I’ve had plenty of conversations about race over the last year since Michael Brown was killed. In almost all of them, white people became defensive. I recognize this defensiveness in others, because I feel defensive too.
Nobody wants to think of themselves as racist; neither do I. Yet, I’m white and I live in America, so if I’m honest, I have to admit I am a racist.
Oh sure, I’m not a Confederate flag-waving, Klan robe-wearing kind of racist. That’s not the point.
I didn’t originate segregation or racial prejudice. That’s also not the point.
I’m white and I live in America. That’s the point.
I didn’t create racism, but I was born into a culture of systemic racism.
That means I was born into a complex web of present and past laws, policies, behaviors, opinions, and norms—both written and unwritten—which determine what skin color means and does not mean.
I was taught these things by innumerable social interactions, media representations, and societal customs. I could no sooner avoid all these influences than I could avoid society’s messages about gender, sexuality and class.
No matter how much I unlearn these things, there is always more for me to unlearn. I hate to admit it, but I am a racist.
And if you are white in America so are you.
I know it’s hard to accept the idea you are a racist; I didn’t come to this conclusion easily. Racial inequality exists, however, and all of us who are white Americans benefit from it.
Since we are beneficiaries of racism, we have to admit that we are responsible for it.
Confessing one’s own complicity in a racist society, however, is a difficult task.
Why is it so hard?
“Black people think in terms of Black people,” African American journalist John Metta writes. “We don’t see a shooting of an innocent Black child in another state as something separate from us because we know viscerally that it could be our child, our parent, or us, that is shot…Black people think in terms of we because we live in a society where the social and political structures interact with us as Black people.
“White people do not think in terms of we. White people have the privilege to interact with the social and political structures of our society as individuals…[Whites] have no need, nor often any real desire, to think in terms of a group. They are supported by the system, and so are mostly unaffected by it…What they are affected by are attacks on their own character…White people in general decide to vigorously defend their own personal non-racism, or point out that it doesn’t exist because they don’t see it.”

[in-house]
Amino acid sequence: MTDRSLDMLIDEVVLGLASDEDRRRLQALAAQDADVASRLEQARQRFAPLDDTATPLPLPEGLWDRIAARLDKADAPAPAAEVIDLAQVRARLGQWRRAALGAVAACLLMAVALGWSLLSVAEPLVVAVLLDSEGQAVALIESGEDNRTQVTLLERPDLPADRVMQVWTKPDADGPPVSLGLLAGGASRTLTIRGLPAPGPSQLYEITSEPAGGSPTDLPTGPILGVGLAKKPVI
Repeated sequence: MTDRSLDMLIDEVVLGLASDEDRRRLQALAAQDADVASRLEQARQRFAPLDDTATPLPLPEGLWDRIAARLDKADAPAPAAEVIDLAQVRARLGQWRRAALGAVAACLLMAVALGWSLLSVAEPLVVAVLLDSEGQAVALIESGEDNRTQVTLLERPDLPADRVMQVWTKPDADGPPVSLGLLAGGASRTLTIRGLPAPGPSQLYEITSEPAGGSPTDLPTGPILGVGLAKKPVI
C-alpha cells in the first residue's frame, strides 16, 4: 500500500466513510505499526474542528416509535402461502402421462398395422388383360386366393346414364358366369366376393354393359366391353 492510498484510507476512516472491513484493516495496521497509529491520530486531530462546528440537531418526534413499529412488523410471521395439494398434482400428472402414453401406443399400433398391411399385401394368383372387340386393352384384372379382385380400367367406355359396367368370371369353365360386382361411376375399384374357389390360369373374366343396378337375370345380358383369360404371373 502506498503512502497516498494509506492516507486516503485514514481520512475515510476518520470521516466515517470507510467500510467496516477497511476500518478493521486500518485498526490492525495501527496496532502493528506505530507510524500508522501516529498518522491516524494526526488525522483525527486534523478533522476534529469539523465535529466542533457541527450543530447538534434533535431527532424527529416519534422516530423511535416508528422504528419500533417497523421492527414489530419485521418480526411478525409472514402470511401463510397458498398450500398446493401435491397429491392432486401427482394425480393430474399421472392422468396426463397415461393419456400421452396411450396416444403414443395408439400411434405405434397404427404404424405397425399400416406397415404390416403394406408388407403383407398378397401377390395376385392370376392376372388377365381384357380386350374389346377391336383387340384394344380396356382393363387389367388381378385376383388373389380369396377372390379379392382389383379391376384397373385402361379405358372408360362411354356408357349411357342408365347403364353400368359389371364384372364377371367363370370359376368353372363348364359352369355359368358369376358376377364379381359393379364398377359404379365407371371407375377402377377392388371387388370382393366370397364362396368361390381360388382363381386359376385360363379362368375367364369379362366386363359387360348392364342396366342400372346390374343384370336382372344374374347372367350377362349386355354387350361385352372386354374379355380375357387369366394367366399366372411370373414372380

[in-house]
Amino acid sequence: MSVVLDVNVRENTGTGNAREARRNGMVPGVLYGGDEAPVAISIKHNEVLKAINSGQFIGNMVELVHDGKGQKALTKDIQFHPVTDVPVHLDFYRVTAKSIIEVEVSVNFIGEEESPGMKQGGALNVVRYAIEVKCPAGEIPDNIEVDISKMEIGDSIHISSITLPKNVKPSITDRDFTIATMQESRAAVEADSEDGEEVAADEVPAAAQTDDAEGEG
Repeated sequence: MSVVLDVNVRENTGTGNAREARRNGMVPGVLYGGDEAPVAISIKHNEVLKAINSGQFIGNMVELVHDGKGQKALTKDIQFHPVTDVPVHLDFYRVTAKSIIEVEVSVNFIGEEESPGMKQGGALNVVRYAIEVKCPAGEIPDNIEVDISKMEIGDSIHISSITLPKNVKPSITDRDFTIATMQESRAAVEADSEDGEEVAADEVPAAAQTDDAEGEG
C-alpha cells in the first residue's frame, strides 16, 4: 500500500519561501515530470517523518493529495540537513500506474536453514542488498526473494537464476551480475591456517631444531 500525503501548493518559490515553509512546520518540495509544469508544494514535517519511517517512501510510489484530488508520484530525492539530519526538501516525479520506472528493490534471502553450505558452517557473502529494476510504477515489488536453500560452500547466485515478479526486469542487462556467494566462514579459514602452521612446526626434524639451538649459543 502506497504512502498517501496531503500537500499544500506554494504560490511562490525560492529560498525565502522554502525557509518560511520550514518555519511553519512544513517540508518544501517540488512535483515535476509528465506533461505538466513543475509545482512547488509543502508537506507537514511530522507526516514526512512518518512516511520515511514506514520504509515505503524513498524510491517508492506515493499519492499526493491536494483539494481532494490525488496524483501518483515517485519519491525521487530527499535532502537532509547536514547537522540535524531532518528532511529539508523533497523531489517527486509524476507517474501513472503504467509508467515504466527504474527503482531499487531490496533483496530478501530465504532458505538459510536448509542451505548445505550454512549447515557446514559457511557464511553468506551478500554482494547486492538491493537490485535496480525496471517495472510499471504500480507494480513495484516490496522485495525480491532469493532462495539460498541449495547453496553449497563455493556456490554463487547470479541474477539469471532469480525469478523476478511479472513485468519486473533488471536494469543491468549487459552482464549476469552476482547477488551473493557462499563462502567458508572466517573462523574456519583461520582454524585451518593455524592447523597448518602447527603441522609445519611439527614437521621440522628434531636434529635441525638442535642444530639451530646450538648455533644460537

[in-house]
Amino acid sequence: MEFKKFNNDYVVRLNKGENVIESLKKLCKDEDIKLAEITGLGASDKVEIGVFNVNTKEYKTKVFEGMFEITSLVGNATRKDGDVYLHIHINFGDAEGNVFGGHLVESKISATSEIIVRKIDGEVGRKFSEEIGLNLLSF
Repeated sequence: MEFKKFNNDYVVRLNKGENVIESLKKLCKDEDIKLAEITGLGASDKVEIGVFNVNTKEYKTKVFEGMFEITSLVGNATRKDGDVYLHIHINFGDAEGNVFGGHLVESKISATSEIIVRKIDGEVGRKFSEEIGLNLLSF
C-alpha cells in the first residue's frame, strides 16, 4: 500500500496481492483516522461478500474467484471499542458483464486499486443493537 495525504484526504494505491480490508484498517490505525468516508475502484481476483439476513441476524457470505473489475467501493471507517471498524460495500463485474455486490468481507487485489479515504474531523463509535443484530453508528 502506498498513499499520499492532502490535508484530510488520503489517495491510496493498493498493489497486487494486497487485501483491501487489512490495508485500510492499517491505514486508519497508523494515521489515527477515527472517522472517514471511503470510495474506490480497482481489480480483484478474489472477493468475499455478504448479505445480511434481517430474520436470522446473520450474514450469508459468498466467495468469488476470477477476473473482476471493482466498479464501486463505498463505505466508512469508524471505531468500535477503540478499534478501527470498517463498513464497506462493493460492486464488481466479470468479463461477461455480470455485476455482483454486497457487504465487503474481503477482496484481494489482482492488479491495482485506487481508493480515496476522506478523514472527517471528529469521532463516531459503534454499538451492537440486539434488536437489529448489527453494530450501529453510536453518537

I think Metta is correct. “White-ness” is the norm in our culture; therefore those of us who are white do not have to identify with all white people. We acknowledge racism exists, but we believe it is always some other white person somewhere else who is racist.
We choose not to see our collective responsibility for a system that allows us to avoid racial profiling, to avoid racial barriers to accumulating capital and power, and to avoid dealing with otherness by self-segregation.
As a defense mechanism against the charge of racism, white people change the subject. When the subject of racism has come up in conversation, instead of admitting racism is real and acknowledging my part in it, I have become defensive and adamantly declared that I’m not a racist. In an instant, I’ve made the conversation all about me.
It’s not surprising that white people center ourselves in any discussion about race. After all, one of the chief benefits of being white in America is that the system is designed so white people can believe everything is all about them.
All Christian ethics must begin with compassion (literally “suffering with”). Jesus Christ “suffered with” humanity and calls us to do the same with one another.
A discussion about racism that keeps the focus on an individual white person’s feelings rather than on the oppression of black people is not a compassionate discussion about racism—it’s a white person being defensive.
If white people want to have a conversation about race, we need to shut the hell up and listen for a change. If we wish to be compassionate, we must listen to the pain of people who live with racism every day.
If we who are white Americans cannot acknowledge our own racism and refuse to acknowledge the very real pain of African Americans, then there is really no point to having the conversation at all.
Chase Peeples is pastor of Country Club Congregational United Church of Christ along with a bunch of other things including a father, a husband and a friend.